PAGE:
Research Group "Stochastic Algorithms and Nonparametric Statistics"

Seminar "Modern Methods in Applied Stochastics and Nonparametric Statistics" Winter Semester 2022/23


11.10.2022 Thomas Wagenhofer (TU Berlin)
Weak error estimates for rough volatility models
We consider a rough volatility model where the volatility is a (smooth) function of a Riemann--Liouville Brownian motion with Hurst parameter H in (0,1/2). When simulating these models, one often uses a discretization of stochastic integrals as an approximation. These integrals can be interpreted as log-stock-prices. In Applications, such as in pricing, the most relevent quantities are expectations of (payoff) functions. Our main result is that moments of these integrals have a weak error rate of order 3H+1/2 if H<1/6 and order 1 otherwise. For this we first derive a moment formula for both the discretization and the true stochastic integral. We then use this formula and properties of Gaussian random variables to prove our main theorems. We furthermore show that this convergence rate also holds for slightly more general payoffs and also provide a lower bound. Note that our rate of 3H+1/2 is in stark contrast to the strong error rate which is of order H. This is a joint work with Peter Friz and William Salkeld.
18.10.2022 Egor Gladin (Humboldt Universität zu Berlin)
Algorithm for constrained Markov decision process with linear convergence (hybrid talk)
The problem of constrained Markov decision process is considered. An agent aims to maximize the expected accumulated discounted reward subject to multiple constraints on its costs (the number of constraints is relatively small). A new dual approach is proposed with the integration of two ingredients: entropy-regularized policy optimizer and Vaidya's dual optimizer, both of which are critical to achieve faster convergence. The finite-time error bound of the proposed approach is provided. Despite the challenge of the nonconcave objective subject to nonconcave constraints, the proposed approach is shown to converge (with linear rate) to the global optimum. The complexity expressed in terms of the optimality gap and the constraint violation significantly improves upon the existing primal-dual approaches.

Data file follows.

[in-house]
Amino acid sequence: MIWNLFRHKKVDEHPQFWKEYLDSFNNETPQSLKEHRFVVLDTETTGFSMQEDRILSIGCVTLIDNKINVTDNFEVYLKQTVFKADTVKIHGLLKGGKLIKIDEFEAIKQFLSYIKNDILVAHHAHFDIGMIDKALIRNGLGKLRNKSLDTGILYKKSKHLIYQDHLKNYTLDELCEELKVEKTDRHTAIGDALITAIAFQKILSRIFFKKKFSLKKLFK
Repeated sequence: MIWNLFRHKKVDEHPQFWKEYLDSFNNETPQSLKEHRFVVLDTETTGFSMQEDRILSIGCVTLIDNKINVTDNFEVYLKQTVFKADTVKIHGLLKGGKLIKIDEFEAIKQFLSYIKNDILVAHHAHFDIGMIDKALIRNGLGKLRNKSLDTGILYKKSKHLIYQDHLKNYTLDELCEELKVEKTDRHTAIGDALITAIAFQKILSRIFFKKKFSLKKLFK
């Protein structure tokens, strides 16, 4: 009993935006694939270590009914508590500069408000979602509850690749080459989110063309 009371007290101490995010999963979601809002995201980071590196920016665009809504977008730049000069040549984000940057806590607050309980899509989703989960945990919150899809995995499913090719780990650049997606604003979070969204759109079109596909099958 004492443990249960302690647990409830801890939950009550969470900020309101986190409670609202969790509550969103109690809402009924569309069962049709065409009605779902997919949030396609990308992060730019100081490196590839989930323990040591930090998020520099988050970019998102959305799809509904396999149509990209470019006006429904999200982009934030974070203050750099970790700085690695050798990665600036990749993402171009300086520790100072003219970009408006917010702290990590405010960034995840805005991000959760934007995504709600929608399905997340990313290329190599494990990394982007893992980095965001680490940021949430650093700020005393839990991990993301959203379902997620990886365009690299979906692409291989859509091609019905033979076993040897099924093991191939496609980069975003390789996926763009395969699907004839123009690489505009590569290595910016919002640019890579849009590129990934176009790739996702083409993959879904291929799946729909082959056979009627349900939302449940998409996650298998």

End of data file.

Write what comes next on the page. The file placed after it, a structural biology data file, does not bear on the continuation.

25.10.2022 Luca Pelizzari (WIAS Berlin)
Polynomial Volterra processes and rough polynomial models (hybrid talk)
01.11.2022 Alexandra Suvorikova (WIAS Berlin)
Robust k-means clustering (hybrid talk)
In this work we investigate the theoretical properties of robust k-means clustering under assumption of adversarial data corruption. We provide non-asymptotic rates for excess distortion under weak model assumptions on the moments of the distribution.

ESH, Mohrenstr. 39
22.11.2022 Dr. Pavel Dvurechensky (WIAS Berlin)
Generalized self-concordant analysis of Frank-Wolfe algorithms (hybrid talk)
We propose several variants of the Frank-Wolfe method for minimizing generalized self-concordant (GSC) functions over compact sets. Such problems are ill-conditioned and are motivated by machine learning applications such as inverse covariance estimation or distance-weighted discrimination problems in support vector machines. We obtain O(1/k) convergence rate guarantees in the general situation and linear convergence under strong convexity and additional assumptions.

06.12.2022 Robert Gruhlke (WIAS Berlin)

13.12.2022 Dr. Amal Alphonse (WIAS Berlin)
Risk-averse optimal control of random elliptic variational inequalities (hybrid talk)
In this talk, I will discuss a risk-averse optimal control problem governed by an elliptic variational inequality (VI) subject to random inputs. I will derive two forms of first-order stationarity conditions for the problem by passing to the limit in a penalised and smoothed approximating control problem. The lack of regularity with respect to the uncertain parameters and complexities induced by the presence of the risk measure give rise to delicate analytical challenges seemingly unique to the stochastic setting. To finish, I will briefly discuss a path-following stochastic approximation algorithm and demonstrate it on an example.

last reviewed: November 22, 2022 by Christine Schneider